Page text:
Marbling and the Album Amicorum
The Ann C. Pingree Director
Peabody Essex Museum
When I was a kid, I went with my brother over to Paramount Studios in Los Angeles (then called Hollywood) to stand at their rear entrance and get autographs from the people entering and exiting. I have since lost my album, but my brother still has his, signed by dozens of Hollywood unknowns and a few famous people including Elizabeth Taylor, Cecil B. DeMille, Rex Allen, Keenan Wynn, and Duncan Renaldo (who was the Cisco Kid).
We had a parallel album of signatures of classmates and friends, usually gathered at the end of each semester. We’d enter “Roses are red” verse, draw pictures, and combine our wit and wisdom for the ages. These were friendship albums of a sort, and they were composed by many people.
They were books with multiple authors, each with a different “signature”—not merely the signatures of the person, but the signature of the personality. We thought they were the latest thing, and to us they were.
But in fact, these were the alba amicorum of the twentieth century. We had no idea that what we were compiling was a part of a tradition going back at least to the middle of the 16th century. Such albums originated in Germany; today thousands of these wonderful volumes survive in libraries and private collections.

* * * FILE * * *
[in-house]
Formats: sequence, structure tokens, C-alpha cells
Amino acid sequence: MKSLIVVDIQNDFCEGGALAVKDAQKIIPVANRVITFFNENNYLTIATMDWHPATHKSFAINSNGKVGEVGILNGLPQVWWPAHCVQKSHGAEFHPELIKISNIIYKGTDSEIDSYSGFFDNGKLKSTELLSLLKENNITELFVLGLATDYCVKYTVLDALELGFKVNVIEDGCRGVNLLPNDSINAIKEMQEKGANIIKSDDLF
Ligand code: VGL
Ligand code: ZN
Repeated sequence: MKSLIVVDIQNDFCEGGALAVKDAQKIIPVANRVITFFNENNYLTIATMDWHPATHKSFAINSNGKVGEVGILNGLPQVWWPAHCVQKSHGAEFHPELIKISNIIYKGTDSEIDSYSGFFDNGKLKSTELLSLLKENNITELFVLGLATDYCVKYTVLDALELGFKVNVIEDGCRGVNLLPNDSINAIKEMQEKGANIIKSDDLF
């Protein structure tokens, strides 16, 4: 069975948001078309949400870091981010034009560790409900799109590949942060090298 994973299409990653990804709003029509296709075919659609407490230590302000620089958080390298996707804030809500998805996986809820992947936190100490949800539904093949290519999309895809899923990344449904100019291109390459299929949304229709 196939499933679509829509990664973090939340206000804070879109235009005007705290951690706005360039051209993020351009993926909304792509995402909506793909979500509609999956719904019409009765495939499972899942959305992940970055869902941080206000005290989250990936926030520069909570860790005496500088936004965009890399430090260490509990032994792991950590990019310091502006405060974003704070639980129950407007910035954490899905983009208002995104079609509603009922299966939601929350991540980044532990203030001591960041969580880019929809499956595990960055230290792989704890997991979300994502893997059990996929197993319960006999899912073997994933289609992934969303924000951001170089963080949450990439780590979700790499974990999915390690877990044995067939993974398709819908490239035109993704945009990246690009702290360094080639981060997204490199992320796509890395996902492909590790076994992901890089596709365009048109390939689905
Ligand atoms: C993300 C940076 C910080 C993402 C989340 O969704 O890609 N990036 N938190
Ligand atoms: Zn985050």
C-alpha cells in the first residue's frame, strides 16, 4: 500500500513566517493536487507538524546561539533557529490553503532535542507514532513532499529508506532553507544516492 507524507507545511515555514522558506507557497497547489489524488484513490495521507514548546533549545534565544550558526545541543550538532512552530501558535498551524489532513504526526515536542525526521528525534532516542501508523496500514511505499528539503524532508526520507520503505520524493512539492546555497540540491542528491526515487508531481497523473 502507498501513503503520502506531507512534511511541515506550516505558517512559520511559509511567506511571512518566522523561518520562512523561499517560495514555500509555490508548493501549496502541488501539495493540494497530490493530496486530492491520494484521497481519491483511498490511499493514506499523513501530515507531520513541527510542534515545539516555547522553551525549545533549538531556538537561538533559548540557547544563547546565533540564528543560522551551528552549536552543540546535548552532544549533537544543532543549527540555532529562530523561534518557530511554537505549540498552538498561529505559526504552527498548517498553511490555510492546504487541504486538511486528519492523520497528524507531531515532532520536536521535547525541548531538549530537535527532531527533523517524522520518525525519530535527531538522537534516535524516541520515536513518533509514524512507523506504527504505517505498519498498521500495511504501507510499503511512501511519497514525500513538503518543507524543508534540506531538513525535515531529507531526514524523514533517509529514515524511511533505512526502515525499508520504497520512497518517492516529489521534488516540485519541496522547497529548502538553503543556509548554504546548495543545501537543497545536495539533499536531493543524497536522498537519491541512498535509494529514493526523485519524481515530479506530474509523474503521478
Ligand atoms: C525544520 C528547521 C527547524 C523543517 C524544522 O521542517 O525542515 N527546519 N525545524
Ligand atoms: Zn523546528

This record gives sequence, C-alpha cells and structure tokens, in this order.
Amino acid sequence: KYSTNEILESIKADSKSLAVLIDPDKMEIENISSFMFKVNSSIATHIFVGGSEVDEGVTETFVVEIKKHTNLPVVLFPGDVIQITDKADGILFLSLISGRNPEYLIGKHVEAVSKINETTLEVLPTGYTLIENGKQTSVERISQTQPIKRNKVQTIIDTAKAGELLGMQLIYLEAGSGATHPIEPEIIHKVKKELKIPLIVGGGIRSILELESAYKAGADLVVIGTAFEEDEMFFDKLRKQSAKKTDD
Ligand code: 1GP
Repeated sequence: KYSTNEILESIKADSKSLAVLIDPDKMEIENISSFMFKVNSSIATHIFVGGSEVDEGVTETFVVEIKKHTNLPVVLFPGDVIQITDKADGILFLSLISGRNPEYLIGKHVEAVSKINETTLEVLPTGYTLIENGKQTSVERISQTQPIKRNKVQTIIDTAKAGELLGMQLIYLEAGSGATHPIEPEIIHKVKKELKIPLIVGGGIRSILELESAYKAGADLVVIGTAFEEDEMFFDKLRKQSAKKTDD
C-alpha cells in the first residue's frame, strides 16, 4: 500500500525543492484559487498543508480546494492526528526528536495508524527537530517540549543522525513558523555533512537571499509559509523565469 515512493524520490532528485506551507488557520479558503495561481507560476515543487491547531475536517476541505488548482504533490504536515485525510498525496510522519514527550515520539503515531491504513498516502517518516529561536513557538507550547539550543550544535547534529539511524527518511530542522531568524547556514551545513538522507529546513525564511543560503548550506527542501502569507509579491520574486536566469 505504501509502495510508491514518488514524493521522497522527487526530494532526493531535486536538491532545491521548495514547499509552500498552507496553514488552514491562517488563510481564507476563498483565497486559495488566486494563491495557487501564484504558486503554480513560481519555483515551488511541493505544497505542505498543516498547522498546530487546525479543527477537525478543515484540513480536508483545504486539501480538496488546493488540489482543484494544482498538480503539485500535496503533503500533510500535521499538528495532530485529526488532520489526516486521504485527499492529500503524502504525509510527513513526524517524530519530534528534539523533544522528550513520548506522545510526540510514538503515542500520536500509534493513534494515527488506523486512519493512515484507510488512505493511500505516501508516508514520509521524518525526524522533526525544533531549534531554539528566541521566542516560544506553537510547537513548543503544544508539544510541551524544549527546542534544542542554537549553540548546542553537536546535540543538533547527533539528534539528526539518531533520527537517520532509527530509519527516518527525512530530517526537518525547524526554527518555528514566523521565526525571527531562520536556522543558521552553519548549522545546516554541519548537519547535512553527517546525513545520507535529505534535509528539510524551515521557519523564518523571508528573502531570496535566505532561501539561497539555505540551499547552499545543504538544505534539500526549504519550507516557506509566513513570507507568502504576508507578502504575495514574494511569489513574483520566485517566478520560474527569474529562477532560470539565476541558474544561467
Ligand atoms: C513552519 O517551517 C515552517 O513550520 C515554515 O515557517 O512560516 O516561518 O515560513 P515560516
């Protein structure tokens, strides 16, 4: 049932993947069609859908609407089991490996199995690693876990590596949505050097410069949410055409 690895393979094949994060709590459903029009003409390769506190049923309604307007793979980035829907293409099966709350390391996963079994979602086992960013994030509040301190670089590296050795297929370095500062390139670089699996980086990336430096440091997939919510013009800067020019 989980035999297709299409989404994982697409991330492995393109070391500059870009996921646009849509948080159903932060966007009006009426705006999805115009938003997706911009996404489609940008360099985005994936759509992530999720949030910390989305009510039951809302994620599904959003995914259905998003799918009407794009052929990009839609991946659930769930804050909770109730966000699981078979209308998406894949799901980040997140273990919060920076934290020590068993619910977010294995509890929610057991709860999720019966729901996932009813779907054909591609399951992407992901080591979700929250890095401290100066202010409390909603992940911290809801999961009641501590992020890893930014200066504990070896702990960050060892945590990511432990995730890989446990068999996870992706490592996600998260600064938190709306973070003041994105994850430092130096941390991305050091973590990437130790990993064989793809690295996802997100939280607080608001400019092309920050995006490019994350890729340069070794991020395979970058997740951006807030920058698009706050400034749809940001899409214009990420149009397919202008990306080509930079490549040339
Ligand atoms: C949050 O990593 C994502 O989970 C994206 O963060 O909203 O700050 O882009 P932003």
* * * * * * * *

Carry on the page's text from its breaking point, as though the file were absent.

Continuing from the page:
They contain, of course, signatures of the friends and acquaintances of the owners, but also they contain pictures, calligraphy of high sophistication, fancy borders, and other amazing inclusions. One that I saw had a group of excellent Schattenbilder in it—silhouettes on black paper, tipped in. Another had a rosette of pink paper in the middle of a circular decorated floral illustration; the rosette had a tiny string on it, and when the viewer pulled it up, the rosette raised in tiny cut strips to reveal a lovely miniature beneath it of a nude woman.